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Heroes, victims or villains? Irish Presentations and Representations in Latin America and the Caribbean

Morelia, Mexico, 15-18 July 2009

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Ángeles Mastretta and Anne Enright: Querying Masculine Histories

Coughlan, Patricia (University College Cork)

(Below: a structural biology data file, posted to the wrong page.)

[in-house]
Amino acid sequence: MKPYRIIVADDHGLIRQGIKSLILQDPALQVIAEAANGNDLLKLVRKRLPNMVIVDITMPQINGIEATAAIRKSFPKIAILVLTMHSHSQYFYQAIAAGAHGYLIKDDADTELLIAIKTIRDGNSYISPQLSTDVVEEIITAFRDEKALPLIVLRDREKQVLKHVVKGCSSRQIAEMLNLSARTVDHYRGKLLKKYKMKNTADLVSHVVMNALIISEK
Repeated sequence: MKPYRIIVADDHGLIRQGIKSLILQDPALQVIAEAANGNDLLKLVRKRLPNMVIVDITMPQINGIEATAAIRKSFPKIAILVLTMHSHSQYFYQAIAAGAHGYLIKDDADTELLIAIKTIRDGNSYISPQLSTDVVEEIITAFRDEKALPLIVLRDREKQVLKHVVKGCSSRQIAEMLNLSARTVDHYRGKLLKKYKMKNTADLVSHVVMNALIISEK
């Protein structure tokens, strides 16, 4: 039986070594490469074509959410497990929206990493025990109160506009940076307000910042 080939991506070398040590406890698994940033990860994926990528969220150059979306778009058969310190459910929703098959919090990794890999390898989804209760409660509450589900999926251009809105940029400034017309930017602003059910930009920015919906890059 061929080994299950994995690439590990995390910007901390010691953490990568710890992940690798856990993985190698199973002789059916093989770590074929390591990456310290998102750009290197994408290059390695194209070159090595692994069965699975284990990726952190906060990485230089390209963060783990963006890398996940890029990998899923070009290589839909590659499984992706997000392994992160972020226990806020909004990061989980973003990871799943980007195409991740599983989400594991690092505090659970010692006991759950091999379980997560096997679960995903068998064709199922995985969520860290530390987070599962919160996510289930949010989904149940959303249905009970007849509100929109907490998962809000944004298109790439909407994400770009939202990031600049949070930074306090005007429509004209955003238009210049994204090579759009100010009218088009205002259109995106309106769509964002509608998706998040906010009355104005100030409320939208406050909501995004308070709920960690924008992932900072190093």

This paper compares Mastretta’s Arráncame la vida (1985) and Enright's The Pleasure of Eliza Lynch (2002). Both these successful women novelists write within a tradition dominated by male figures political and literary and devoted to strong national imperatives. Both focus on a female protagonist placed – as consort of a violent, dictatorial leader – at the heart of a significant and tumultuous history. In Mastretta’s case, this is the decades-long Mexican Revolution, and in Enright’s the devastating War of the Three Kingdoms in 1860s Paraguay. Others have discussed these writers’ framing of the ethical problems of women’s agency and complicity with violence. Instead this paper proposes a shared feminist aim: to reveal and challenge hegemonic masculinity in Irish and Mexican national literatures. Men's narrations of the sacrosanct topic of the Mexican Revolution have been dominant: Mastretta's female-centred fiction was adversely received in some quarters, and her novel repudiated as non-serious (citing its narrative imagery of popular songs, film icons, clothes, and its exploration of emotional experience). By the Paraguayan setting Enright gives a quasi-allegorical distance to her nevertheless sharp interrogation of equally masculinist Irish histories, with their focus on rebellion, bloody sacrifice, and sacred nationalist traditions.


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